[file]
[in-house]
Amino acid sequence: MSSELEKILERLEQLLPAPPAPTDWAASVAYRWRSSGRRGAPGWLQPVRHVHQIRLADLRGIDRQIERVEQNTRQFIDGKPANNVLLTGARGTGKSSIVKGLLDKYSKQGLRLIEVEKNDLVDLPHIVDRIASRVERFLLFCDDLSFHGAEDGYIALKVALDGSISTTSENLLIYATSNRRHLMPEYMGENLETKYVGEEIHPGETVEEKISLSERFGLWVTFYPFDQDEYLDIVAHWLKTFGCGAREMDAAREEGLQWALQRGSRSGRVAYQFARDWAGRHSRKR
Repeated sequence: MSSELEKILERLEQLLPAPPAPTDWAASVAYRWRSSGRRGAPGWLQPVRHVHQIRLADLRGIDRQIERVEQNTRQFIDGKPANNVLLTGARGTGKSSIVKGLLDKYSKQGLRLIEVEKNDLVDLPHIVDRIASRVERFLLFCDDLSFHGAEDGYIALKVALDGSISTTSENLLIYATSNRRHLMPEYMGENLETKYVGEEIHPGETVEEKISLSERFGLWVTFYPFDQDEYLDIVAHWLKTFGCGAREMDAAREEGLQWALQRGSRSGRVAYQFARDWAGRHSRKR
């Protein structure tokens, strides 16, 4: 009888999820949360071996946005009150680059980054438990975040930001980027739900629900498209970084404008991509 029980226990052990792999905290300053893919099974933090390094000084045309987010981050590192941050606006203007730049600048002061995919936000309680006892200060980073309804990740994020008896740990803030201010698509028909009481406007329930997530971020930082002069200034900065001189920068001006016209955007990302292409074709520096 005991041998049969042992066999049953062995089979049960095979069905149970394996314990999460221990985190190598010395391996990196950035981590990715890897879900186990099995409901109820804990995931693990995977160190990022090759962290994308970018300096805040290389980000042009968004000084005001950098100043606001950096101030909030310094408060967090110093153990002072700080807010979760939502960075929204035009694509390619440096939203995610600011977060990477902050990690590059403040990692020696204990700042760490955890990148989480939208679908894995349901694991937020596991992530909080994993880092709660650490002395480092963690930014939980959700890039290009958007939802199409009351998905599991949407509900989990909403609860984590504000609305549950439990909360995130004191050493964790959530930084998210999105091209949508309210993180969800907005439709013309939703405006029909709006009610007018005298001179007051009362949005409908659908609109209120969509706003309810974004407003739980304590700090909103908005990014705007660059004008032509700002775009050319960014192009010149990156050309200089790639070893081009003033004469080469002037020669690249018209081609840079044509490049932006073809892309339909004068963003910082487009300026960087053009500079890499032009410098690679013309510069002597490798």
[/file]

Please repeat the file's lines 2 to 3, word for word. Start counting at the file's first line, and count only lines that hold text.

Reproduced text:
Amino acid sequence: MSSELEKILERLEQLLPAPPAPTDWAASVAYRWRSSGRRGAPGWLQPVRHVHQIRLADLRGIDRQIERVEQNTRQFIDGKPANNVLLTGARGTGKSSIVKGLLDKYSKQGLRLIEVEKNDLVDLPHIVDRIASRVERFLLFCDDLSFHGAEDGYIALKVALDGSISTTSENLLIYATSNRRHLMPEYMGENLETKYVGEEIHPGETVEEKISLSERFGLWVTFYPFDQDEYLDIVAHWLKTFGCGAREMDAAREEGLQWALQRGSRSGRVAYQFARDWAGRHSRKR
Repeated sequence: MSSELEKILERLEQLLPAPPAPTDWAASVAYRWRSSGRRGAPGWLQPVRHVHQIRLADLRGIDRQIERVEQNTRQFIDGKPANNVLLTGARGTGKSSIVKGLLDKYSKQGLRLIEVEKNDLVDLPHIVDRIASRVERFLLFCDDLSFHGAEDGYIALKVALDGSISTTSENLLIYATSNRRHLMPEYMGENLETKYVGEEIHPGETVEEKISLSERFGLWVTFYPFDQDEYLDIVAHWLKTFGCGAREMDAAREEGLQWALQRGSRSGRVAYQFARDWAGRHSRKR